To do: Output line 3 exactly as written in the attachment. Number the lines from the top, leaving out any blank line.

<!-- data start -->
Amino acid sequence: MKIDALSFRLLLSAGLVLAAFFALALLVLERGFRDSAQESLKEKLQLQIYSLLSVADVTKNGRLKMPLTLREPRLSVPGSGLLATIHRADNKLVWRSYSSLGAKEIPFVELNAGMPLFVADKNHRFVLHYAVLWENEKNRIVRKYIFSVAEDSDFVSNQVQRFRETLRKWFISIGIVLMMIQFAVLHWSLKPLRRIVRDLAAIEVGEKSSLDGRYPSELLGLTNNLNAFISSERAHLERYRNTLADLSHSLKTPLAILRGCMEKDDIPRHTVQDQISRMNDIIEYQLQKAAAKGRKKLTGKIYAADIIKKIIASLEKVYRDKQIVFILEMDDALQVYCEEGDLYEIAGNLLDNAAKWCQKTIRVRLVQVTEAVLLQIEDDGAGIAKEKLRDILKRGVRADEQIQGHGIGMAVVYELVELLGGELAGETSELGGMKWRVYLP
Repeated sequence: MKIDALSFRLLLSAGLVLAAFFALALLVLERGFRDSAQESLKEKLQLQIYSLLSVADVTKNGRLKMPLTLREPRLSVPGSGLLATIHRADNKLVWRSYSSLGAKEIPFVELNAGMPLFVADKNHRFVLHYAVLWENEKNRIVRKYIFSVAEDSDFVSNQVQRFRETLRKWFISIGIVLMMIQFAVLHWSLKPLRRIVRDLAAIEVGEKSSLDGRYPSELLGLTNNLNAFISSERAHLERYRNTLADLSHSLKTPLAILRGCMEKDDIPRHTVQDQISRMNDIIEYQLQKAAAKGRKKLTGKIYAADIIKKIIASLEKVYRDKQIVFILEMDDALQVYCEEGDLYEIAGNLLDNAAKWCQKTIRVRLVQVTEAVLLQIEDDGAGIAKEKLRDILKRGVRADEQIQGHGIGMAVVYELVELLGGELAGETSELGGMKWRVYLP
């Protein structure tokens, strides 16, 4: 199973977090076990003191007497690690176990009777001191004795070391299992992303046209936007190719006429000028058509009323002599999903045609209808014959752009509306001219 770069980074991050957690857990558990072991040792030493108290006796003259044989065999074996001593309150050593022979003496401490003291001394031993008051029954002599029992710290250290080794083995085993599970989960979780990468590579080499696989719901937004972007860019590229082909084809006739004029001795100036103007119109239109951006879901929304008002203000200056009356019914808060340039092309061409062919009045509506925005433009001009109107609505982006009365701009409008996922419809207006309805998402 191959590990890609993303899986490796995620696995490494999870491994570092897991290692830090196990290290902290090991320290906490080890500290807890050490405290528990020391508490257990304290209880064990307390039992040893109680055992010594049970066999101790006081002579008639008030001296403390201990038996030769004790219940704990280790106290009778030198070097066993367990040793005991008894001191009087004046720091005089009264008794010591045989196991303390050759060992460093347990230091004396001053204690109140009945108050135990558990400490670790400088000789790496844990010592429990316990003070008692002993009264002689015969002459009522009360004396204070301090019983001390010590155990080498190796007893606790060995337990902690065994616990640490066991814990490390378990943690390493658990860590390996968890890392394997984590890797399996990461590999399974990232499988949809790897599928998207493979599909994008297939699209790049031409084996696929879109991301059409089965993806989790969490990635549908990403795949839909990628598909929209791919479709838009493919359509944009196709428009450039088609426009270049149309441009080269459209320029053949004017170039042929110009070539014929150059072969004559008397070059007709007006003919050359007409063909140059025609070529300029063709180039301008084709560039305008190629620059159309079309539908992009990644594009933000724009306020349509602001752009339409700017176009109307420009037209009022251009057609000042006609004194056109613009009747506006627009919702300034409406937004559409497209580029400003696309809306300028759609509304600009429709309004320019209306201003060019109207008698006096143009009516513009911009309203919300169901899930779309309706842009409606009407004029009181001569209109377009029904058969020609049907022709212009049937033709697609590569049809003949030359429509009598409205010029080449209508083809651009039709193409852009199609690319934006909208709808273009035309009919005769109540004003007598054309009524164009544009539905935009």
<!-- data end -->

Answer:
């Protein structure tokens, strides 16, 4: 199973977090076990003191007497690690176990009777001191004795070391299992992303046209936007190719006429000028058509009323002599999903045609209808014959752009509306001219 770069980074991050957690857990558990072991040792030493108290006796003259044989065999074996001593309150050593022979003496401490003291001394031993008051029954002599029992710290250290080794083995085993599970989960979780990468590579080499696989719901937004972007860019590229082909084809006739004029001795100036103007119109239109951006879901929304008002203000200056009356019914808060340039092309061409062919009045509506925005433009001009109107609505982006009365701009409008996922419809207006309805998402 191959590990890609993303899986490796995620696995490494999870491994570092897991290692830090196990290290902290090991320290906490080890500290807890050490405290528990020391508490257990304290209880064990307390039992040893109680055992010594049970066999101790006081002579008639008030001296403390201990038996030769004790219940704990280790106290009778030198070097066993367990040793005991008894001191009087004046720091005089009264008794010591045989196991303390050759060992460093347990230091004396001053204690109140009945108050135990558990400490670790400088000789790496844990010592429990316990003070008692002993009264002689015969002459009522009360004396204070301090019983001390010590155990080498190796007893606790060995337990902690065994616990640490066991814990490390378990943690390493658990860590390996968890890392394997984590890797399996990461590999399974990232499988949809790897599928998207493979599909994008297939699209790049031409084996696929879109991301059409089965993806989790969490990635549908990403795949839909990628598909929209791919479709838009493919359509944009196709428009450039088609426009270049149309441009080269459209320029053949004017170039042929110009070539014929150059072969004559008397070059007709007006003919050359007409063909140059025609070529300029063709180039301008084709560039305008190629620059159309079309539908992009990644594009933000724009306020349509602001752009339409700017176009109307420009037209009022251009057609000042006609004194056109613009009747506006627009919702300034409406937004559409497209580029400003696309809306300028759609509304600009429709309004320019209306201003060019109207008698006096143009009516513009911009309203919300169901899930779309309706842009409606009407004029009181001569209109377009029904058969020609049907022709212009049937033709697609590569049809003949030359429509009598409205010029080449209508083809651009039709193409852009199609690319934006909208709808273009035309009919005769109540004003007598054309009524164009544009539905935009």